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Dan Fumano: ‘Postpone and delay’ — council defers rental incentives


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But council didn’t approve, reject or modify the proposed changes. Instead, they voted, 6-5, to defer the decision to some point in the future pending further consultation.

There was a stark difference in the way some councillors described the situation at the July 24 meeting, which ran until 10 p.m. on a Friday as council worked through several days of packed agendas before their August break.

For NPA Coun. Colleen Hardwick, things were moving too fast, she saying these changes shouldn’t be “rushed through.”

“There is no need to push this through now,” Hardwick said. “We are in the middle of a pandemic, in the middle of summer, and many residents are not aware of the major changes being proposed here tonight.”

On the other end of the spectrum, Mayor Kennedy Stewart said this council is gaining a reputation for moving too slowly to address what most of them have described as a housing crisis.

“We’re criticized as a council for delaying, for being slower than most other municipalities,” Stewart told council. “I want to vote on this this evening, and I want to get on with building more rental housing in this city.”

As Stewart pointed out, in the commercial zones council was looking at, developers can currently build four-storey condo projects without seeking a rezoning. Stewart wants to push developers toward building more rentals, saying: “I cannot vote for more condos.”

Other councillors too insisted it was worth acting quickly. OneCity Coun. Christine Boyle, and NPA councillors Melissa De Genova, Lisa Dominato, and Sarah Kirby-Yung, also opposed the delay.



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B.C. notaries say first-time home buyers relying on bank of mom and dad


However, only eight per cent of first-time-buyer clients got more than half of their down payments from parents, compared with 19 per cent in 2015.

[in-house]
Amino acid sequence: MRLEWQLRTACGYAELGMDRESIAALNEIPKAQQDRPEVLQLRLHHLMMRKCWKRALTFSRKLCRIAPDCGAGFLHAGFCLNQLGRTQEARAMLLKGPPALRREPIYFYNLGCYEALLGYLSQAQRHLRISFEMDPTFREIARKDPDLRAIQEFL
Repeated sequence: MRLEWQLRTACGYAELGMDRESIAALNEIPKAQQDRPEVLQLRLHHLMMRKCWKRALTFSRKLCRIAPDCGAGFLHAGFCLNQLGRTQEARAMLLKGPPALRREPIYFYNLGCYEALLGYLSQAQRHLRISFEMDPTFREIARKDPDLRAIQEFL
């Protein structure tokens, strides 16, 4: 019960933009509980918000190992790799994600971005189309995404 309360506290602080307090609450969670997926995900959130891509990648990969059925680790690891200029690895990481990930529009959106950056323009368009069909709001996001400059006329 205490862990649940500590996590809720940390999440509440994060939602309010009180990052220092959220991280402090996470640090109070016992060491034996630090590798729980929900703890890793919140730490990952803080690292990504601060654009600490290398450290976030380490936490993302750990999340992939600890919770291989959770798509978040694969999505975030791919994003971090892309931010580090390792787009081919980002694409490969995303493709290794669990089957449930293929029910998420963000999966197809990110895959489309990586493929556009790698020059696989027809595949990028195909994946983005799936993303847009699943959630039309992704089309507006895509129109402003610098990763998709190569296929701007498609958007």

“While more first-time buyers are getting financial help, they appear to be getting a lower proportion of their down payment over the last four years,” the report states.

Fifty-nine per cent of notaries said their clients typically get less than 25 per cent of the down payment, while a third said their clients typically got between 25-50 per cent of their down payment.

The survey, released Monday, found 74 per cent of notaries thought house prices were an issue in their communities. Only notaries in northern B.C. and the Okanagan indicated “house prices were not an issue in their community.”

Notaries also reported increased mortgage restrictions and lack of supply were making it harder for first-time buyers than in previous years.

In the Fraser Valley, notaries reported more first-timers were buying strata units compared with other years.

Northern B.C. was the standout in the report, with 40 per cent of notaries saying there had been an increase in first-time-owner activity — provincially it was reported to be flat. This was attributed to resource sector growth. The multibillion-dollar Site C dam and LNG Canada projects are underway in northern B.C.

Northern B.C. is also expected to be one of the few areas in the province that will see climbs in assessed values when the 2020 assessment roll is released Jan. 1, 2020.

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